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It’s citrus season, so it’s a great time to dehydrate lemons, limes, oranges, grapefruit, and more! This article is a beginner’s guide to dehydrating limes. I show you the basic process that I used to dehydrate limes, share how the limes look at various times throughout the dehydrating process, and finally share how many limes it takes to fill up a pint jar of dehydrated lime slices.
A Beginner’s Guide to Dehydrating Limes
Preparing Limes for Dehydrating
Now let’s talk about how to prepare limes for dehydrating.
I started off by slicing the limes using my mandolin.
I initially sliced them using the thinnest slicing blade, but that didn’t work too well. I ended up with several partial slices of lime. I switched to the thicker blade, which still resulted in 1/4″ or thinner limes.
How to Dehydrate Limes in a Food Dehydrator
I placed the sliced limes on the dehydrator tray, leaving a small amount of space between each lime.
Dehydrating Temperature and Time
I set my dehydrator to 125 degrees.
Note: In this article I’m using my Nesco dehydrator. Read my article, Nesco Dehydrator Review for more information on this dehydrator.
How Long Does it Take to Dehydrate Limes?
Here’s what the limes looked like after 3 hours in the dehydrator.
At this point, I rotated the trays to help the limes dehydrate more evenly. I put them back into the dehydrator. Here’s what they looked like after 12 hours in the dehydrator:
They were almost completely dry, but not quite. It was time for me to go to bed, so I reduced the temperature to 110 degrees, and then went to bed.
When I got up in the morning, the limes were completely dry. I was able to easily snap the limes in half.
Dehydrated Limes Yield
I ended up with 1 quart and 1 pint of dehydrated lime slices, from 2 pounds of limes. From a planning perspective, it’s good to plan to buy 2 pounds of limes for each quart jar.
Pro Tip: If you enjoyed this article, you may also enjoy my article, How to Dehydrate Citrus, where I demonstrate dehydrating oranges and grapefruit.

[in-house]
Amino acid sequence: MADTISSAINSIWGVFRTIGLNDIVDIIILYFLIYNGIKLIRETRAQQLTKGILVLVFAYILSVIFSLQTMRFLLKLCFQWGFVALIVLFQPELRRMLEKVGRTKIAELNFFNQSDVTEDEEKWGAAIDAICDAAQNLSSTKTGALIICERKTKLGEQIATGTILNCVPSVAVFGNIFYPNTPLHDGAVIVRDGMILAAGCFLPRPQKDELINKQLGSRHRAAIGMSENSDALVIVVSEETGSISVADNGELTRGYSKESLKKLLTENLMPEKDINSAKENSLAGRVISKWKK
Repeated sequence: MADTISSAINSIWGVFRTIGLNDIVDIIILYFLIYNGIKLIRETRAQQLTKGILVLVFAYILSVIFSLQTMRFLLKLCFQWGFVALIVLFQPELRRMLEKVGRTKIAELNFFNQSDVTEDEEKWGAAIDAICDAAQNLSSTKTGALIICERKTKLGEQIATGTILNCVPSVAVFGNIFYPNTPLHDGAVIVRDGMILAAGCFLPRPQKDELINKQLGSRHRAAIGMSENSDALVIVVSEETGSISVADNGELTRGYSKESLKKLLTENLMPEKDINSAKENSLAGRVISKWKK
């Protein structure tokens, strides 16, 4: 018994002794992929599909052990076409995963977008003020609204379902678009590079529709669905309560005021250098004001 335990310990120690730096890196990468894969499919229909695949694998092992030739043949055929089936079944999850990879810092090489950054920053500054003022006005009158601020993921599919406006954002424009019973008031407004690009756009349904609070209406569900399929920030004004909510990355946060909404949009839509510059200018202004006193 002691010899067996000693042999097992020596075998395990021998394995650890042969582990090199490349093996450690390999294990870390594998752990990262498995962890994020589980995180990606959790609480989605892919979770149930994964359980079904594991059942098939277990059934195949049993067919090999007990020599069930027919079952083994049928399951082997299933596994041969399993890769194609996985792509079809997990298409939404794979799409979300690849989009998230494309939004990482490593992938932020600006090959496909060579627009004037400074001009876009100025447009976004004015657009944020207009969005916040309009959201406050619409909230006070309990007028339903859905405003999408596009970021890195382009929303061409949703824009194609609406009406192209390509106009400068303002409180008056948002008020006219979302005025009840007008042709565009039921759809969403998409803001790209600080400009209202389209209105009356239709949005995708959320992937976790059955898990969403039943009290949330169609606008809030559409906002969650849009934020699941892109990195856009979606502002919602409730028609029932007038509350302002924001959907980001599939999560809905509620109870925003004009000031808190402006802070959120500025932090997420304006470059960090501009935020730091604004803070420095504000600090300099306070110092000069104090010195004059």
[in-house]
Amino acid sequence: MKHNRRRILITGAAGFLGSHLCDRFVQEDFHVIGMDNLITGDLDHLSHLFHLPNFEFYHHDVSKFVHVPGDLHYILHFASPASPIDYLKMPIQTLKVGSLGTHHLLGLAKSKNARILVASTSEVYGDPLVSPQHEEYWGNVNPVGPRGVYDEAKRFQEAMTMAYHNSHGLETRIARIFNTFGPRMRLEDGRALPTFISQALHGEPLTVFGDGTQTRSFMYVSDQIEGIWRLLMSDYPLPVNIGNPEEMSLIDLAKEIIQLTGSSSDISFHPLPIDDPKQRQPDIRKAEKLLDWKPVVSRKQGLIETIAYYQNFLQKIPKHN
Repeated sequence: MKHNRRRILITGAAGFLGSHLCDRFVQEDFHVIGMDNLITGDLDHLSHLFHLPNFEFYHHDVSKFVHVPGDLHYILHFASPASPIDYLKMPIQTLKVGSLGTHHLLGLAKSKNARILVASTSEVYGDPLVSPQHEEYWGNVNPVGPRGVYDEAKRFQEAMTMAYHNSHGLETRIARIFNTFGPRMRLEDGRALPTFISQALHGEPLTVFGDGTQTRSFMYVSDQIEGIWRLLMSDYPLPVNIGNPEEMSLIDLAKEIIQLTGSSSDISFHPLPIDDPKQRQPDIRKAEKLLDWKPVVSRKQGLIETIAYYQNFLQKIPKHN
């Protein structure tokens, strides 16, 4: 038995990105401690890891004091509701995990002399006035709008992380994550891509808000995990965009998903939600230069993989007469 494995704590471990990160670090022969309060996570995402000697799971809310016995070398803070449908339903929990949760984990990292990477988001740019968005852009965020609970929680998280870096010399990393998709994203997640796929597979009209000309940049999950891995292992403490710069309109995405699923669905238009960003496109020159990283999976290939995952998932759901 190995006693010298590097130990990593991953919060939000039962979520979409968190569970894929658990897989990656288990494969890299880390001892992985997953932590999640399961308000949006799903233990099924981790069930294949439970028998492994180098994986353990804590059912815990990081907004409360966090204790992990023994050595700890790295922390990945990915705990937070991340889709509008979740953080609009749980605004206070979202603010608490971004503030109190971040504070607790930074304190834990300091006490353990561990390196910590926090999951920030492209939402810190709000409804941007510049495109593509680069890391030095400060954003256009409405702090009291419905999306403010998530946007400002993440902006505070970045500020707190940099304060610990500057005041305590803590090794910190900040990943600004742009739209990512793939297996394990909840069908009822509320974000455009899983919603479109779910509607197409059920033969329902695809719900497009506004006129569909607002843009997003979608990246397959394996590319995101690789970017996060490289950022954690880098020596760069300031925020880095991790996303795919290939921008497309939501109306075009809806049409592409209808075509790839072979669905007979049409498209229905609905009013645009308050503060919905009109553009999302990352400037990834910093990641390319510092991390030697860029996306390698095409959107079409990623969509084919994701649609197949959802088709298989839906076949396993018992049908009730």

Here are some of my favorite dehydrating tools
Thank you for reading this article. I hope you found it helpful as you strive to stock your pantry with delicious home-dehydrated food! Here are some tools that I use that I’m hoping you’ll also find helpful. These are affiliate links, so if you do decide to use any of them, I’ll earn a commission. Please know that these are the tools that I recommend and believe in 100%!
The Nesco FD-75A Snackmaster Pro Food Dehydrator was my first dehydrator, and still one of my favorites. I actually have two of them! If I was only going to buy one dehydrator and was on a strict budget, this would be it. I love it because it’s very reasonably priced, and is expandable up to 12 trays. I recommend starting with the basic system that comes with 5 trays. Then expand by buying additional trays, fruit leather sheets, and mesh screens.
The Cosori Premium Dehydrator is my most recent dehydrator purchase. In many respects, it’s superior to the Nesco since it is constructed with stainless steel, which is always a winner. I love the ease of use, and how precise it is when it comes to setting the temperature. It’s also versatile in that you can remove some of the racks. This makes it possible to use it for more than just dehydrating. As an example, you can use the Cosori dehydrator to make yogurt, something you definitely can’t do with any of the stackable dehydrators.
Nesco FD-1018A Gardenmaster Pro Food Dehydrator – I’ve had my eye on this dehydrator for a LONG time. I don’t have space for another dehydrator, so I’m just waiting for one of my dehydrators to die so I can buy this one! What I really love about this dehydrator is that it expands to up to 30 (yes, 30!) trays. At 1,000 watts, it’s more powerful than the two dehydrators listed above. If you only have the means to buy one dehydrator, and have limited space to dehydrate, I recommend this one since you can dehydrate a huge amount of food at a time.
The FoodSaver Vacuum Sealing Machine is a great way to preserve the food you’ve dehydrated. The machine I use is no longer available. I chose this one because it’s a great price and includes a port that makes it possible to use the accessory kit linked to below. Since I store all my dehydrated food in mason jars, the jar sealer attachments are a must. But with this device, you can also use food storage bags if you’re short on mason jars, or prefer to seal you dehydrated food in bags.
The FoodSaver Handheld Cordless Food Vacuum Sealer is a great option for those with limited space. I keep mine charged up in my kitchen, so I can easily reseal jars every time I use some of my dehydrated food. While I still love my larger FoodSaver, from a convenience perspective, this one can’t be beat.
The FoodSaver Accessory Kit is a must if, like me, you store dehydrated food in mason jars. You can use this kit with either of the vacuum sealers linked to above. If you can’t get the one I linked to on Amazon, check out this selection of options available on Walmart.